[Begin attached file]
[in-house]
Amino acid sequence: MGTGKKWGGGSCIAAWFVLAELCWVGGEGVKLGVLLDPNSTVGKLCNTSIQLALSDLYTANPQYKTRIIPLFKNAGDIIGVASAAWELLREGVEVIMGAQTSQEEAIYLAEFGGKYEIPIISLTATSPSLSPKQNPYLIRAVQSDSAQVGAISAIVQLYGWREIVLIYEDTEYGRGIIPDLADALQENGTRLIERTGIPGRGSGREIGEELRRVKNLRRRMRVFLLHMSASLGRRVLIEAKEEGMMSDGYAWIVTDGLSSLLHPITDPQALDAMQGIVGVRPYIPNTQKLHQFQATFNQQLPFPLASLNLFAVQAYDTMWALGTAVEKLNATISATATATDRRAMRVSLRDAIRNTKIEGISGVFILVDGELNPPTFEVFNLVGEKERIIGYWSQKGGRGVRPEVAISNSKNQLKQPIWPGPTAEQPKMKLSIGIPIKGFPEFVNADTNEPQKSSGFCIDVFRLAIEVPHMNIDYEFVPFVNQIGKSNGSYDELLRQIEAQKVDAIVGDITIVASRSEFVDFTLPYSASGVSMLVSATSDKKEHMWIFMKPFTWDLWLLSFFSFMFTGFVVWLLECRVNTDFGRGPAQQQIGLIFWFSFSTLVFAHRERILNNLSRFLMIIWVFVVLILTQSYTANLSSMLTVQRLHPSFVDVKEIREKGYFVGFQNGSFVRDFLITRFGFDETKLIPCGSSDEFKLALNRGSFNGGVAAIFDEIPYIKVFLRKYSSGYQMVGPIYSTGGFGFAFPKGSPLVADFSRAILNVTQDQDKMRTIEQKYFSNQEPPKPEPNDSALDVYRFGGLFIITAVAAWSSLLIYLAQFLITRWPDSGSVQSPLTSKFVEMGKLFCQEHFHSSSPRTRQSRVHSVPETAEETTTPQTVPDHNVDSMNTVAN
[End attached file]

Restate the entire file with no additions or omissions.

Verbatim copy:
[in-house]
Amino acid sequence: MGTGKKWGGGSCIAAWFVLAELCWVGGEGVKLGVLLDPNSTVGKLCNTSIQLALSDLYTANPQYKTRIIPLFKNAGDIIGVASAAWELLREGVEVIMGAQTSQEEAIYLAEFGGKYEIPIISLTATSPSLSPKQNPYLIRAVQSDSAQVGAISAIVQLYGWREIVLIYEDTEYGRGIIPDLADALQENGTRLIERTGIPGRGSGREIGEELRRVKNLRRRMRVFLLHMSASLGRRVLIEAKEEGMMSDGYAWIVTDGLSSLLHPITDPQALDAMQGIVGVRPYIPNTQKLHQFQATFNQQLPFPLASLNLFAVQAYDTMWALGTAVEKLNATISATATATDRRAMRVSLRDAIRNTKIEGISGVFILVDGELNPPTFEVFNLVGEKERIIGYWSQKGGRGVRPEVAISNSKNQLKQPIWPGPTAEQPKMKLSIGIPIKGFPEFVNADTNEPQKSSGFCIDVFRLAIEVPHMNIDYEFVPFVNQIGKSNGSYDELLRQIEAQKVDAIVGDITIVASRSEFVDFTLPYSASGVSMLVSATSDKKEHMWIFMKPFTWDLWLLSFFSFMFTGFVVWLLECRVNTDFGRGPAQQQIGLIFWFSFSTLVFAHRERILNNLSRFLMIIWVFVVLILTQSYTANLSSMLTVQRLHPSFVDVKEIREKGYFVGFQNGSFVRDFLITRFGFDETKLIPCGSSDEFKLALNRGSFNGGVAAIFDEIPYIKVFLRKYSSGYQMVGPIYSTGGFGFAFPKGSPLVADFSRAILNVTQDQDKMRTIEQKYFSNQEPPKPEPNDSALDVYRFGGLFIITAVAAWSSLLIYLAQFLITRWPDSGSVQSPLTSKFVEMGKLFCQEHFHSSSPRTRQSRVHSVPETAEETTTPQTVPDHNVDSMNTVAN